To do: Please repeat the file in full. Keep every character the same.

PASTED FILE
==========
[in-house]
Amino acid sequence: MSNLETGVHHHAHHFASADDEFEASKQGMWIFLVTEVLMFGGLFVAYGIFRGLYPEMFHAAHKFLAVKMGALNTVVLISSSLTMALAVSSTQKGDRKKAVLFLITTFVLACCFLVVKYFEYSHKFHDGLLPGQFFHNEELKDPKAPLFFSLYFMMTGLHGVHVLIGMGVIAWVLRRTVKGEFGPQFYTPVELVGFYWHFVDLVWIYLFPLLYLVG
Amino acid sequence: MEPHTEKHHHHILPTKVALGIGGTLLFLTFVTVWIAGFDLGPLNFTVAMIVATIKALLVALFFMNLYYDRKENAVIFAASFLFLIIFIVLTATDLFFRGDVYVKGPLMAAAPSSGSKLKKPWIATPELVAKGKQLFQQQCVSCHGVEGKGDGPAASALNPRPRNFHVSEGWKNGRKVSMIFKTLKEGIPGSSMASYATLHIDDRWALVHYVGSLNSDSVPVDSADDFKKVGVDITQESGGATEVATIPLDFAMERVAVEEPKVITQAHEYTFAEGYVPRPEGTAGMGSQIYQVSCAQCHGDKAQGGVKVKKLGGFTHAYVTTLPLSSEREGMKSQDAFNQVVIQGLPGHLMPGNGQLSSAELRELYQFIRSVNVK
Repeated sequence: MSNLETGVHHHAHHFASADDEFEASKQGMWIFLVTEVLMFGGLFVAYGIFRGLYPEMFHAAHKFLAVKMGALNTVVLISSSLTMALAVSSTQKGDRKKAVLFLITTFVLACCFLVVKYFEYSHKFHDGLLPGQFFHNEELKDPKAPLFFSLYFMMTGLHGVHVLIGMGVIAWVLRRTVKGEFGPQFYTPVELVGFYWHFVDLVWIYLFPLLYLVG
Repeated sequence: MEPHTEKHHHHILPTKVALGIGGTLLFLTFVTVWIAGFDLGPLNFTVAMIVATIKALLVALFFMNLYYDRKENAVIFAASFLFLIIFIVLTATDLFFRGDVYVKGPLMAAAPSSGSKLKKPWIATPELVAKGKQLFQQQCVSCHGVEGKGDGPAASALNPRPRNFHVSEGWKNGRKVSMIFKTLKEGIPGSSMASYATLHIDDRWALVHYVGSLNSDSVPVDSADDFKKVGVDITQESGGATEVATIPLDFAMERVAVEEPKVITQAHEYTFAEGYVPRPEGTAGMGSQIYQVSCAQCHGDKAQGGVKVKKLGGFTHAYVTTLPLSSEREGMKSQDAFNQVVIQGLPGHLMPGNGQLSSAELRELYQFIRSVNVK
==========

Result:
[in-house]
Amino acid sequence: MSNLETGVHHHAHHFASADDEFEASKQGMWIFLVTEVLMFGGLFVAYGIFRGLYPEMFHAAHKFLAVKMGALNTVVLISSSLTMALAVSSTQKGDRKKAVLFLITTFVLACCFLVVKYFEYSHKFHDGLLPGQFFHNEELKDPKAPLFFSLYFMMTGLHGVHVLIGMGVIAWVLRRTVKGEFGPQFYTPVELVGFYWHFVDLVWIYLFPLLYLVG
Amino acid sequence: MEPHTEKHHHHILPTKVALGIGGTLLFLTFVTVWIAGFDLGPLNFTVAMIVATIKALLVALFFMNLYYDRKENAVIFAASFLFLIIFIVLTATDLFFRGDVYVKGPLMAAAPSSGSKLKKPWIATPELVAKGKQLFQQQCVSCHGVEGKGDGPAASALNPRPRNFHVSEGWKNGRKVSMIFKTLKEGIPGSSMASYATLHIDDRWALVHYVGSLNSDSVPVDSADDFKKVGVDITQESGGATEVATIPLDFAMERVAVEEPKVITQAHEYTFAEGYVPRPEGTAGMGSQIYQVSCAQCHGDKAQGGVKVKKLGGFTHAYVTTLPLSSEREGMKSQDAFNQVVIQGLPGHLMPGNGQLSSAELRELYQFIRSVNVK
Repeated sequence: MSNLETGVHHHAHHFASADDEFEASKQGMWIFLVTEVLMFGGLFVAYGIFRGLYPEMFHAAHKFLAVKMGALNTVVLISSSLTMALAVSSTQKGDRKKAVLFLITTFVLACCFLVVKYFEYSHKFHDGLLPGQFFHNEELKDPKAPLFFSLYFMMTGLHGVHVLIGMGVIAWVLRRTVKGEFGPQFYTPVELVGFYWHFVDLVWIYLFPLLYLVG
Repeated sequence: MEPHTEKHHHHILPTKVALGIGGTLLFLTFVTVWIAGFDLGPLNFTVAMIVATIKALLVALFFMNLYYDRKENAVIFAASFLFLIIFIVLTATDLFFRGDVYVKGPLMAAAPSSGSKLKKPWIATPELVAKGKQLFQQQCVSCHGVEGKGDGPAASALNPRPRNFHVSEGWKNGRKVSMIFKTLKEGIPGSSMASYATLHIDDRWALVHYVGSLNSDSVPVDSADDFKKVGVDITQESGGATEVATIPLDFAMERVAVEEPKVITQAHEYTFAEGYVPRPEGTAGMGSQIYQVSCAQCHGDKAQGGVKVKKLGGFTHAYVTTLPLSSEREGMKSQDAFNQVVIQGLPGHLMPGNGQLSSAELRELYQFIRSVNVK